Politics as a profession has become, like banking, the ultimate source of a lucrative income for those who love power, rather than the honourable and respected function which it purports to be.
Should the remunerations of these ‘leaders’ be sensibly curtailed, this reduction, they insist, might drive away the best of them. But who decides what this ‘best’ means. Good at managing for instance? Good at business and making money perhaps. But certainly non amongst the present incumbents can claim to be philosopher kings or anywhere near such an exalted role, and the notion that leaders have a moral and ethical, as well as a political role has long ago been entirely abandoned.
Finally, it should not be difficult to propose some alternative values to replace the kind of nightmare scenarios imposed upon our innocent electoral minds. For instance that the poetry and poetic history of these islands are of greater importance than let’s say – economic growth, a low and meanly contrived concept bringing no peace or tranquillity to anyone.
Or that Morality could be seen as a more worthy axiom than the pedantic technicalities of Law, which endows overmuch power to petty officialdom.
That common sense takes precedence in the convolutions of legislation, for legislation cannot give birth to virtue but merely gives rise to political correctness, a stifling syndrome with all the imagination of a wheel clamp.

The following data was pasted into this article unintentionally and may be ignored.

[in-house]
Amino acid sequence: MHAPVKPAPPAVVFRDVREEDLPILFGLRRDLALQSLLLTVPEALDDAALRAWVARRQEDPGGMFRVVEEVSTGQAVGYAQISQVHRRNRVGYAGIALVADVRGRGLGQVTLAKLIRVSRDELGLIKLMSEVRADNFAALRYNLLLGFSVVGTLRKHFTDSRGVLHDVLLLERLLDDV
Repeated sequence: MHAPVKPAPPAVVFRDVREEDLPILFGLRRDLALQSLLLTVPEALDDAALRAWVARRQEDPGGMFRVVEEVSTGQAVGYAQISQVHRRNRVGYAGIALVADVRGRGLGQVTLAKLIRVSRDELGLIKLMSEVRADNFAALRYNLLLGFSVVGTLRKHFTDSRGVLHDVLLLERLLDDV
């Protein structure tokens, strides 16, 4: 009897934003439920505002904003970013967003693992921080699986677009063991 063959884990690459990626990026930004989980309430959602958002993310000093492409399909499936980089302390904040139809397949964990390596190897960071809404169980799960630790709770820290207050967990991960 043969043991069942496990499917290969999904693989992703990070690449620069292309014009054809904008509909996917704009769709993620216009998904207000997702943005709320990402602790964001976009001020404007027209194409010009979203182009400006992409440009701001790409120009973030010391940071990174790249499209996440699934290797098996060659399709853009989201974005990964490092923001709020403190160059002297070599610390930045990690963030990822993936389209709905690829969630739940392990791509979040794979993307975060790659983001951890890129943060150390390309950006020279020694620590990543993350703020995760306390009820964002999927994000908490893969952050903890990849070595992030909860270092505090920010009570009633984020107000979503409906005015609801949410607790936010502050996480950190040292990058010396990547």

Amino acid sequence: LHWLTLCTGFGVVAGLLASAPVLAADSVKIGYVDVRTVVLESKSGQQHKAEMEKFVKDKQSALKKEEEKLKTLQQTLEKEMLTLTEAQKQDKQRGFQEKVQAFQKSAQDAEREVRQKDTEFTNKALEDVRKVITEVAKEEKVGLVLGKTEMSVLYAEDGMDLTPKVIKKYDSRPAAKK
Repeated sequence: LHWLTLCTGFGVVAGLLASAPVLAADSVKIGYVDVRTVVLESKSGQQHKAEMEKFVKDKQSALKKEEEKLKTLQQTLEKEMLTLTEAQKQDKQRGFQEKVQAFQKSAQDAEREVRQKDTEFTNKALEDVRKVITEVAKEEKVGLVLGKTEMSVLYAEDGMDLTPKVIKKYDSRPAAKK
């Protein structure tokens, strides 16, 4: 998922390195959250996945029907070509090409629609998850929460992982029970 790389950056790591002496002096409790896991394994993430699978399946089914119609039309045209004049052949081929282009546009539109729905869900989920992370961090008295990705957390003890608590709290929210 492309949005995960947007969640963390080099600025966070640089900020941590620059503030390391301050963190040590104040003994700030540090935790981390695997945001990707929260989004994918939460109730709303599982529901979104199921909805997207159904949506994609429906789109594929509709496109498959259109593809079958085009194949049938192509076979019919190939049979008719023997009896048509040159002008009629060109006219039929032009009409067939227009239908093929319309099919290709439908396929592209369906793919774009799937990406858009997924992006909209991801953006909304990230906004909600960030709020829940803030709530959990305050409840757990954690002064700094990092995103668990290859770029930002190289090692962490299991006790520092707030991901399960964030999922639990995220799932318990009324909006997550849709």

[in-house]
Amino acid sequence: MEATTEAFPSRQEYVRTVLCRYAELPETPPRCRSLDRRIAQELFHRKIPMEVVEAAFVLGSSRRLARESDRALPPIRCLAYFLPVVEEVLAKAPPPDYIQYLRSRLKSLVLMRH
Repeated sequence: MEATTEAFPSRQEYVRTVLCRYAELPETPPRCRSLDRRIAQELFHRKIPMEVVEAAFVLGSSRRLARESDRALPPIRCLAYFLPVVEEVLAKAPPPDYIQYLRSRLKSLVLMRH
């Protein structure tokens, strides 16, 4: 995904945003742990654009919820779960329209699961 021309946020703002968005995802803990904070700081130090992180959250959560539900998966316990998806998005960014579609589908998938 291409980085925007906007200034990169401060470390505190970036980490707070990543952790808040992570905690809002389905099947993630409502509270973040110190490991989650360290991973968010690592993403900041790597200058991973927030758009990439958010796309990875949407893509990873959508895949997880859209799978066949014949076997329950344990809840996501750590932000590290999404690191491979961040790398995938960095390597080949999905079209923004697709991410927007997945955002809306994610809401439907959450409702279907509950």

The planet has woven a black shroud of debt around itself in which its limbs and living lineaments are stifled and can now logistically never be thrown off. For to cast it aside, although granting a relief of many magnitudes to those in debt, would require the kind of decision unobtainable by the weak compromising faculties of the consensus mentality.
Much of this ‘debt’ is accumulated through the offer of credit, (once considered to be the heinous and forbidden crime of usury) a temptation irresistible to those ignorant of its purpose, which is to profit through interest and give power into the hands of the creditor.
The true function of the electorate is to contribute sensible, creative and above all, intelligent ideas to the governors (of all parties) who, owing to the devious laws of power to which they are now addicted, are entirely lacking in any of these qualities.
Now, in the midst of a cacophony of political madness which, since Cromwell, has accumulated an almost unstoppable momentum, is the time to contribute whatever insight is left in the available gene pool of intelligent thought.
After four hundred years of parliamentary ‘democracy’, with its associated assumption of sophisticated, if not always foresightful legislation, it might perhaps be time to relook at the whole foundation and consider the idea of a new constitution.
However, it would seem that any hopes of an entirely new consensus from our complacently sleeping electorate has long flown out of the window and remains the pipe-dream of poets and dreamers.
Pic: Claire Palmer